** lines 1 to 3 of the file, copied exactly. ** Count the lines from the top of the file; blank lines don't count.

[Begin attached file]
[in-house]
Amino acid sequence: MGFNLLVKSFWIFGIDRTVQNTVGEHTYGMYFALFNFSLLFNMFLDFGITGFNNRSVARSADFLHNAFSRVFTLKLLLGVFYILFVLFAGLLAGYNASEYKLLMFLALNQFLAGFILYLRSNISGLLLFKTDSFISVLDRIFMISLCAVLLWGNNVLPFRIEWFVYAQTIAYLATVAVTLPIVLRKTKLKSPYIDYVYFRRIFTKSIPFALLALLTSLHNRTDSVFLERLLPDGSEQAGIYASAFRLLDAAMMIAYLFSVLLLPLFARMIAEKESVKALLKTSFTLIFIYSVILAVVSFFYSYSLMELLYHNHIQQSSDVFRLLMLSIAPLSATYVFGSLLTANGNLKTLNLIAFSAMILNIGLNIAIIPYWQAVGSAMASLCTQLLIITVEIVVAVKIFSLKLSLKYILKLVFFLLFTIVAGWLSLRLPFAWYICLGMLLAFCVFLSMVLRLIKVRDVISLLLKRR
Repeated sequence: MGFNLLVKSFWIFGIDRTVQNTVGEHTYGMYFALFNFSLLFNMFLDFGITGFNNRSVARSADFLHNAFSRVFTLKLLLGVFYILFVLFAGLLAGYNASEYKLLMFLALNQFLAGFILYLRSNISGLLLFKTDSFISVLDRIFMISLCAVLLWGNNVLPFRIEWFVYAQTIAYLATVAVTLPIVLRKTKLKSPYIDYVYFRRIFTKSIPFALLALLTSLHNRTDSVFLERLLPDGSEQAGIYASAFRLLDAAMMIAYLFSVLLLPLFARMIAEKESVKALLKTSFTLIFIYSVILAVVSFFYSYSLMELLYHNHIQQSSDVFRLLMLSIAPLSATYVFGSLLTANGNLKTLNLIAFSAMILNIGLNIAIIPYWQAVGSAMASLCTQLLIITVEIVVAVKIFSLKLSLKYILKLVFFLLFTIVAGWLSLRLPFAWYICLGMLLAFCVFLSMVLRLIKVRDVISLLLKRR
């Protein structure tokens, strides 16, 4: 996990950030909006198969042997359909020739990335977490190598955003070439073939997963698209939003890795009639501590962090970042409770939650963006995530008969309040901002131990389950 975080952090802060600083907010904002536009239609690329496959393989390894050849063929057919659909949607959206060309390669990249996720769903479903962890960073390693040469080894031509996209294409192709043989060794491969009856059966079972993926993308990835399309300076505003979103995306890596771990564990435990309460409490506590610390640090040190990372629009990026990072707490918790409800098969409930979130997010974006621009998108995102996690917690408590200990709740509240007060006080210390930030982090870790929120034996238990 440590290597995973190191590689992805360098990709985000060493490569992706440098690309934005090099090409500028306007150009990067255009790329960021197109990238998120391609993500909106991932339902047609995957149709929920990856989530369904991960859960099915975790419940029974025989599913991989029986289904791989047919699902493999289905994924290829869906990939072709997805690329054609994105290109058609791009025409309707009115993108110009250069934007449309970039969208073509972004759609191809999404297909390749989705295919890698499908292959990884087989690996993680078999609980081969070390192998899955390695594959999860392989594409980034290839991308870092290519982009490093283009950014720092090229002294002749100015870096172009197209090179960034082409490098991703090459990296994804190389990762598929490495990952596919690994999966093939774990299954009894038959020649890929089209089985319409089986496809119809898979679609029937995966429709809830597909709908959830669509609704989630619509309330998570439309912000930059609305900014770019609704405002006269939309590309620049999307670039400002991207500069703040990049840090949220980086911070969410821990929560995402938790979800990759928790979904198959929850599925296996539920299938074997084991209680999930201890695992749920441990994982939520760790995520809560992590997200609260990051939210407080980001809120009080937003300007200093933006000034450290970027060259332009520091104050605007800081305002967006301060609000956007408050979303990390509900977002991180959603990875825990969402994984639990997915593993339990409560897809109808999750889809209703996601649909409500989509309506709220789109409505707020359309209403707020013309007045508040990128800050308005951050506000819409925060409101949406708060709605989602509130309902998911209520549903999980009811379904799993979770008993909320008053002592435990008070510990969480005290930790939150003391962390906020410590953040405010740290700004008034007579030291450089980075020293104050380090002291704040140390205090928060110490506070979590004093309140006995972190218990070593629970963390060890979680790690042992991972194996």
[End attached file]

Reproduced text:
[in-house]
Amino acid sequence: MGFNLLVKSFWIFGIDRTVQNTVGEHTYGMYFALFNFSLLFNMFLDFGITGFNNRSVARSADFLHNAFSRVFTLKLLLGVFYILFVLFAGLLAGYNASEYKLLMFLALNQFLAGFILYLRSNISGLLLFKTDSFISVLDRIFMISLCAVLLWGNNVLPFRIEWFVYAQTIAYLATVAVTLPIVLRKTKLKSPYIDYVYFRRIFTKSIPFALLALLTSLHNRTDSVFLERLLPDGSEQAGIYASAFRLLDAAMMIAYLFSVLLLPLFARMIAEKESVKALLKTSFTLIFIYSVILAVVSFFYSYSLMELLYHNHIQQSSDVFRLLMLSIAPLSATYVFGSLLTANGNLKTLNLIAFSAMILNIGLNIAIIPYWQAVGSAMASLCTQLLIITVEIVVAVKIFSLKLSLKYILKLVFFLLFTIVAGWLSLRLPFAWYICLGMLLAFCVFLSMVLRLIKVRDVISLLLKRR
Repeated sequence: MGFNLLVKSFWIFGIDRTVQNTVGEHTYGMYFALFNFSLLFNMFLDFGITGFNNRSVARSADFLHNAFSRVFTLKLLLGVFYILFVLFAGLLAGYNASEYKLLMFLALNQFLAGFILYLRSNISGLLLFKTDSFISVLDRIFMISLCAVLLWGNNVLPFRIEWFVYAQTIAYLATVAVTLPIVLRKTKLKSPYIDYVYFRRIFTKSIPFALLALLTSLHNRTDSVFLERLLPDGSEQAGIYASAFRLLDAAMMIAYLFSVLLLPLFARMIAEKESVKALLKTSFTLIFIYSVILAVVSFFYSYSLMELLYHNHIQQSSDVFRLLMLSIAPLSATYVFGSLLTANGNLKTLNLIAFSAMILNIGLNIAIIPYWQAVGSAMASLCTQLLIITVEIVVAVKIFSLKLSLKYILKLVFFLLFTIVAGWLSLRLPFAWYICLGMLLAFCVFLSMVLRLIKVRDVISLLLKRR